What Is Low Income in Maryland?

In the general population, the term "low income" casually describes a person or family that earns less than the median income for their area. In Maryland, however, several government programs are only available to low-income applicants. In this case, the definitions of low income are rigidly defined by each agency. Although their definitions vary between programs, many agencies make a distinction between low-income families and families in poverty, with the latter earning much less then low-income households.

Low-income and Impoverished Families

Although costs of living vary around the country, most programs in the state use the federal poverty level defined by the U.S. Department of Health and Human Services and the U.S. Census Bureau's poverty guidelines as their basis. Households considered poor earn less than the national poverty rate. For the 2011 year, a one-person household that earns less than $10,890 each year qualifies, and at the poverty line for a four-person household is $22,350 annually. Low-income families are those that make less than 200 percent of the federal poverty guideline, $21,780 for a single person or $44,700 for a four-person household.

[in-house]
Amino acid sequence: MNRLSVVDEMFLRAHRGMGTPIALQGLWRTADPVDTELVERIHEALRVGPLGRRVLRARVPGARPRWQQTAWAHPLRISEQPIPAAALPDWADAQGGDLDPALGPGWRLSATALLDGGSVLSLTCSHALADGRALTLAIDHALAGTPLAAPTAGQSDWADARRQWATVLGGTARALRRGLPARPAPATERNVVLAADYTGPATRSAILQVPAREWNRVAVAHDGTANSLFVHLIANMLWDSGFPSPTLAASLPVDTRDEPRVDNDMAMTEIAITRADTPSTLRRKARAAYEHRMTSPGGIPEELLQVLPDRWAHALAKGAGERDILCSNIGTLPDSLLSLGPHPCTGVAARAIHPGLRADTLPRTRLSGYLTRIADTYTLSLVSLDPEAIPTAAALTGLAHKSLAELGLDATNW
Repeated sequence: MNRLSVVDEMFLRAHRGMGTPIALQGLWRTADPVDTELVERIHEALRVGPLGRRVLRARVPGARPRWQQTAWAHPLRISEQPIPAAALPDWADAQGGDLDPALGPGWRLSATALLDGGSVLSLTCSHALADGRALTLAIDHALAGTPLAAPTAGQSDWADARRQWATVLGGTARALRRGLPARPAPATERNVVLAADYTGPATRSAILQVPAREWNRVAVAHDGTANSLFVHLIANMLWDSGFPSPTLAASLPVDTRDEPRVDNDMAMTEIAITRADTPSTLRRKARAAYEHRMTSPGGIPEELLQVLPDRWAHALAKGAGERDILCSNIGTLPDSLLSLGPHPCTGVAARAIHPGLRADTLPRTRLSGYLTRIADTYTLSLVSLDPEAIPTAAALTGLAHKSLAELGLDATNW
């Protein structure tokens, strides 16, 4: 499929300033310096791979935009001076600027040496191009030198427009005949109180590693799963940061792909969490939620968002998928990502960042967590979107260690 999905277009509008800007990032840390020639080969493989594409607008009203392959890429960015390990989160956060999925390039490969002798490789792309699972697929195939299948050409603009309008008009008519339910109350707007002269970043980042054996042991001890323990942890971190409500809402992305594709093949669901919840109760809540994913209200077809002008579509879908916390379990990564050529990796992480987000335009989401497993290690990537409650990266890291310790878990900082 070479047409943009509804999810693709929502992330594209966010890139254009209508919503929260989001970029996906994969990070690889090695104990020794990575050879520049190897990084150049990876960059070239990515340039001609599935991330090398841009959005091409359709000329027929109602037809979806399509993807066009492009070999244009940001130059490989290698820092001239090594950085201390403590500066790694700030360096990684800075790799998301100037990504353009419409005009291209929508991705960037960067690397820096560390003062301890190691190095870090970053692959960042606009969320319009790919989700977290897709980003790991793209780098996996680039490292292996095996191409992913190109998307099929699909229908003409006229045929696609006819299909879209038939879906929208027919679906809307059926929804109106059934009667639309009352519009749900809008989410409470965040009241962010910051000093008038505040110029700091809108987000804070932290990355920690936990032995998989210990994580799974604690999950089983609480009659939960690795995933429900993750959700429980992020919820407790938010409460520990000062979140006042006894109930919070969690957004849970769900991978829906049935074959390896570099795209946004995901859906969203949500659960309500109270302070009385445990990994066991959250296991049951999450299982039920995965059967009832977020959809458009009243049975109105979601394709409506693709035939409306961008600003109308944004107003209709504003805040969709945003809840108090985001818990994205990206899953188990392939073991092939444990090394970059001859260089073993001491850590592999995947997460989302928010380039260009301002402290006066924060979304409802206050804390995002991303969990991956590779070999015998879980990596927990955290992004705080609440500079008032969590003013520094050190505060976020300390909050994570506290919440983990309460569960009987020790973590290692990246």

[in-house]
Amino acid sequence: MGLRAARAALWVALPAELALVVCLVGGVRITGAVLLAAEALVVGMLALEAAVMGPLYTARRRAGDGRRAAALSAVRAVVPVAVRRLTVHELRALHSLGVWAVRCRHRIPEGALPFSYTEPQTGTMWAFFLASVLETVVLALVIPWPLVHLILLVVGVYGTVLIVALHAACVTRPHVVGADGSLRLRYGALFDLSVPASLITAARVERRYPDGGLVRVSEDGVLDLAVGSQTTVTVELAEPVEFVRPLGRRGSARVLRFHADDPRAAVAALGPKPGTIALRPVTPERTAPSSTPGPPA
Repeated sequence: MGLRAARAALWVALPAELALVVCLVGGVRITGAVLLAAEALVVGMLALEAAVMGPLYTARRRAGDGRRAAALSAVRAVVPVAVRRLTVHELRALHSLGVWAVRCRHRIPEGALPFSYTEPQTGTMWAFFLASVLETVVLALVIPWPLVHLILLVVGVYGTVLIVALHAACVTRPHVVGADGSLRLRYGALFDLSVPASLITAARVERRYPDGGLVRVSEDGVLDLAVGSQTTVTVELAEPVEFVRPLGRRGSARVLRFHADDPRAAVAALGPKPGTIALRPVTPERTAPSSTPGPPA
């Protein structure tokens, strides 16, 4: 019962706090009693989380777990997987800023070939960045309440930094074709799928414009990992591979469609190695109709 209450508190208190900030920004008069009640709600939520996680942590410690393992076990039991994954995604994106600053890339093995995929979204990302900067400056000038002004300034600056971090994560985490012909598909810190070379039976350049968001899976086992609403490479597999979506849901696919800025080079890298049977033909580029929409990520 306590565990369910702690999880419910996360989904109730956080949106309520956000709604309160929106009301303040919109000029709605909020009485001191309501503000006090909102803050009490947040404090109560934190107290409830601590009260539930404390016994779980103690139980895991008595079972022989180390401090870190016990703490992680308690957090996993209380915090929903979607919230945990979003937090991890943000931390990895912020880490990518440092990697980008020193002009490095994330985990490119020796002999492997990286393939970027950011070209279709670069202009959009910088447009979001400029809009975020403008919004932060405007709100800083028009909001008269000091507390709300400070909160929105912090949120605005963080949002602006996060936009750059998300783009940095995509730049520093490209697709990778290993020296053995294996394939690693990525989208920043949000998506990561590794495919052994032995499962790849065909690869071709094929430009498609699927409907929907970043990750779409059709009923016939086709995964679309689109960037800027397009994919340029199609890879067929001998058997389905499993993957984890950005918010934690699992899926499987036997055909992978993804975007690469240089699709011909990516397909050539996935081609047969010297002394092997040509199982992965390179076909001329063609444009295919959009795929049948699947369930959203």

Maryland Medicaid

Children under the age of 18 who live in low-income families may qualify for Maryland's Medicaid Program. Families must earn less than 200 percent of the federal poverty level for their family size. Other recipients may qualify for Medicaid, but with the exception of pregnant women, who qualify if they earn less than 250 percent of the federal poverty level. Maryland only extends Medicaid benefits to extremely poor, such as working parents who earn less than 38 percent of the poverty level, or medically needy individuals who earn less than 49 percent of the federal poverty level.

Maryland Food Assistance

Maryland's food supplement program defines low-income eligibility differently. To qualify for the Maryland Department of Human Resources' Food Supplement Program, a household must have gross earnings below 130 percent of the federal poverty level, or $1,127 for a one-person household or $2,297 for a four-member household, as of 2011. After the department deducts certain expenses, such as housing, beneficiaries must net less than 100 percent of the federal poverty level for a household of their size.

Maryland Public Housing

Unlike other aid programs, the Maryland Department of Housing and Community Development's housing aid program's earnings thresholds aren't derived from national poverty statistics. Instead, it bases eligibility on the local cost of living. To qualify for Section 8 housing vouchers from a Maryland public housing authority, a family must earn less than 50 percent of the median income for the area in which it chooses to live. This figure varies among cities inside the state.

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